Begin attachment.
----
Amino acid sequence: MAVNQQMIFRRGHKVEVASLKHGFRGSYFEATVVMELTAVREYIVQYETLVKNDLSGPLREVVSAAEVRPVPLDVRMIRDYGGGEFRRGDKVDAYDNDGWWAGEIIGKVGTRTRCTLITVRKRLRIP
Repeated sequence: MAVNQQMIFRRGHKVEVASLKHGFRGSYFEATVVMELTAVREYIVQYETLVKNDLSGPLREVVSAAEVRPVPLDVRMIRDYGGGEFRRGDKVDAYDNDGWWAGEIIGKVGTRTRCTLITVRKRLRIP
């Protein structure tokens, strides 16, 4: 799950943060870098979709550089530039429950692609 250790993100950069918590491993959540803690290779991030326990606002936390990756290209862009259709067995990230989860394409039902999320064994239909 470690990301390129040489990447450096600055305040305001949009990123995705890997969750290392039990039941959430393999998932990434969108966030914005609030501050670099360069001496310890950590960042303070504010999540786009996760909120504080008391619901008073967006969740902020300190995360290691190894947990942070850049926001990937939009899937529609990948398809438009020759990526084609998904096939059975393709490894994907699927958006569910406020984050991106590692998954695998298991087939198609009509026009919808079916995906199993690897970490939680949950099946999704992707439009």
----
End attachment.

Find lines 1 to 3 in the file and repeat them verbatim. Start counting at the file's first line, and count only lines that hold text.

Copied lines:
Amino acid sequence: MAVNQQMIFRRGHKVEVASLKHGFRGSYFEATVVMELTAVREYIVQYETLVKNDLSGPLREVVSAAEVRPVPLDVRMIRDYGGGEFRRGDKVDAYDNDGWWAGEIIGKVGTRTRCTLITVRKRLRIP
Repeated sequence: MAVNQQMIFRRGHKVEVASLKHGFRGSYFEATVVMELTAVREYIVQYETLVKNDLSGPLREVVSAAEVRPVPLDVRMIRDYGGGEFRRGDKVDAYDNDGWWAGEIIGKVGTRTRCTLITVRKRLRIP
């Protein structure tokens, strides 16, 4: 799950943060870098979709550089530039429950692609 250790993100950069918590491993959540803690290779991030326990606002936390990756290209862009259709067995990230989860394409039902999320064994239909 470690990301390129040489990447450096600055305040305001949009990123995705890997969750290392039990039941959430393999998932990434969108966030914005609030501050670099360069001496310890950590960042303070504010999540786009996760909120504080008391619901008073967006969740902020300190995360290691190894947990942070850049926001990937939009899937529609990948398809438009020759990526084609998904096939059975393709490894994907699927958006569910406020984050991106590692998954695998298991087939198609009509026009919808079916995906199993690897970490939680949950099946999704992707439009």